A Libyan man who was arrested in connection with the 2017 Manchester Arena Bombing that killed 22 people but later released was awarded £83,000 ($111,000) in damages.
Alaedeen Sicri, 26, was awarded the sum on Dec. 17 after winning a case against Associated Newspapers Ltd. (ANL), which manages MailOnline. The online outlet published personal details about Sicri even though the Greater Manchester Police hadn’t identified him.
According to a judgment (pdf) handed down by High Court Judge, Justice Warby, the MailOnline had published details, including initially inaccurate, then, as 44 subsequent versions of the article were updated, accurate details of Sicri’s name.
Article versions also included a description of him as a “trainee Libyan pilot” and “other details capable of leading to his identification by some.”
But later versions of the article made him “identifiable to the world at large,” Warby said, with one version identifying him as “one of Abedi’s ‘associates.’”
Salman Abedi was a 22-year-old British born man of Libyan ancestry.
He died when he blew himself up setting off a bomb in the terror attack which killed 22 people, seven of them children, and injured 264 people, at the end of a concert on May 22, 2017, by the U.S. pop singer Ariana Grande.
His younger brother, Hashem Abedi, denied helping plan the attack that took place in the foyer of the Manchester Arena but was found guilty in March of murder, attempted murder, and conspiring to cause explosions. In August he was sentenced to 55 years in jail for his part in the massacre.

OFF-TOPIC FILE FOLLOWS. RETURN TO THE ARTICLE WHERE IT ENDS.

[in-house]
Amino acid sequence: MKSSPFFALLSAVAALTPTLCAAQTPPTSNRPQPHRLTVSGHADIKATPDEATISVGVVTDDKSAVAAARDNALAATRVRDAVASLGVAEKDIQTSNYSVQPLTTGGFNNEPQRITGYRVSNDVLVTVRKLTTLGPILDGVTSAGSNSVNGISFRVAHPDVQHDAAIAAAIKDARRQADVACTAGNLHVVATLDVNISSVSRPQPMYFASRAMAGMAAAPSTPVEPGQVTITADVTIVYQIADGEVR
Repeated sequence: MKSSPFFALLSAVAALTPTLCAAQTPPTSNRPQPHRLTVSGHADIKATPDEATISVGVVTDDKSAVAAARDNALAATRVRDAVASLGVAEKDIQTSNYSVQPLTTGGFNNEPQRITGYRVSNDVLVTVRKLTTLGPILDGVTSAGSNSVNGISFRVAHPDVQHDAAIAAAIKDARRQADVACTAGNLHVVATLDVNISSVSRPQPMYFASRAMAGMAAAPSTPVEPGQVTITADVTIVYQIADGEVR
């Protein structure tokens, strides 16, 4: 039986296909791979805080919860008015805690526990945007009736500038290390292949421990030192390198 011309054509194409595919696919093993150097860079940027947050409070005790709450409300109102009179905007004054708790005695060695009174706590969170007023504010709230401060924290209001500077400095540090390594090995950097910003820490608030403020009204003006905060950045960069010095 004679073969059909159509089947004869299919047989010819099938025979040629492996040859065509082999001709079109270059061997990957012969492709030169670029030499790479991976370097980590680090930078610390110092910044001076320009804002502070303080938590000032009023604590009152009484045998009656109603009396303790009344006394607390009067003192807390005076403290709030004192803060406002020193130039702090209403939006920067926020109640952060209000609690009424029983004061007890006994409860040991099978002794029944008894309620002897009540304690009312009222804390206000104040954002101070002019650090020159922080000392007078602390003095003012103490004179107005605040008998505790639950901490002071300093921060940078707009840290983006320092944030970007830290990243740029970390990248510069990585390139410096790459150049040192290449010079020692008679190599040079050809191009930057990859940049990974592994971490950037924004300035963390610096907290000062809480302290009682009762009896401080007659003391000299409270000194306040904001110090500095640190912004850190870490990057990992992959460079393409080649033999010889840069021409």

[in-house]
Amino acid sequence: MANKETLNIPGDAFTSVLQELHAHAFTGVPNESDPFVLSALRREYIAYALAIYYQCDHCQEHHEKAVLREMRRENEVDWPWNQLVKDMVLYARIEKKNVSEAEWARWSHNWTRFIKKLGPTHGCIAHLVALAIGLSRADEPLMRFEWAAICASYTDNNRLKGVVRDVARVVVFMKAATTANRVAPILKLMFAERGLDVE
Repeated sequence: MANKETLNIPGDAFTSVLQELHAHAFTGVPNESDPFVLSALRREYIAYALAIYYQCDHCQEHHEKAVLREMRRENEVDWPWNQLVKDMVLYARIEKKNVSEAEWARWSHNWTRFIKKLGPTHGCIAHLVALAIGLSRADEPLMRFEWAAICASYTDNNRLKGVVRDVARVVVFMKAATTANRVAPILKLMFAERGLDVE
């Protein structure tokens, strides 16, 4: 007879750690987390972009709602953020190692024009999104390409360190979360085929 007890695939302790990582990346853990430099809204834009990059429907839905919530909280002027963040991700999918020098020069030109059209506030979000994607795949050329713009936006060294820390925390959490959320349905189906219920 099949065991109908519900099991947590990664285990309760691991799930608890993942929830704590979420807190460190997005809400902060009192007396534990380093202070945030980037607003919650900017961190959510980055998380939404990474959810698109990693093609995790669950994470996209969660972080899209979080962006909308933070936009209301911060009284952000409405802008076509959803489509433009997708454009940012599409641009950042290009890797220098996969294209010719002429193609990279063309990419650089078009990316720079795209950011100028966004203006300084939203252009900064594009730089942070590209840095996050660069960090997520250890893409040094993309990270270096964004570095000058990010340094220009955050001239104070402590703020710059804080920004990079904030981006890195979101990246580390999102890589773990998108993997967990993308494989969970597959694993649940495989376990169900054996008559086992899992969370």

Warby said ANL had, on 29 May 2017, violated Sicri’s “right to expect that the defendant [ANL] would not publish his identity as the 23-year-old man arrested on suspicion of involvement in the Manchester Arena bombing,” and awarded him £50,000 ($66,000) in “general damages.”
‘Determination to Publish His Name’
Warby said he was satisfied that Sicri was “very upset at the defendant’s [ANL’s] determination to publish his name, and shocked at its failure to take down or amend the Article once it knew of his release.”
He said that Sicri’s distress was genuine and corroborated by a witness who described him as “paranoid and refusing to leave the house in the wake of publication.”
Warby also refuted an assertion made by ANL that a 6-month delay in the Sicri bringing the claim indicated the damage being alleged was not that severe.
“This is a point that some media defendants make, from time to time, in an attempt to cast doubt on the sincerity or merit of a claim,” he said, “but it rarely meets with success.”
The remaining £33,000 ($44,000) of the £83,000 ($111,000) in damages will cover “the reasonable cost of steps taken and to be taken” to secure the taking down of articles containing details about Sicri.
Similar details were published by other media outlets following the publication of the MailOnline article in the early morning of May 29, 2017, including by the Guardian, The Times (of London), The Daily Telegraph, The Independent, The Mirror, and The Sun, Warby said.
ANL also manages the Daily Mail, The Mail on Sunday, the Evening Standard, the London Metro, Ireland on Sunday.
The Manchester Arena attack was the deadliest in Britain since the 2005 London transport suicide bombings, which killed 52 people.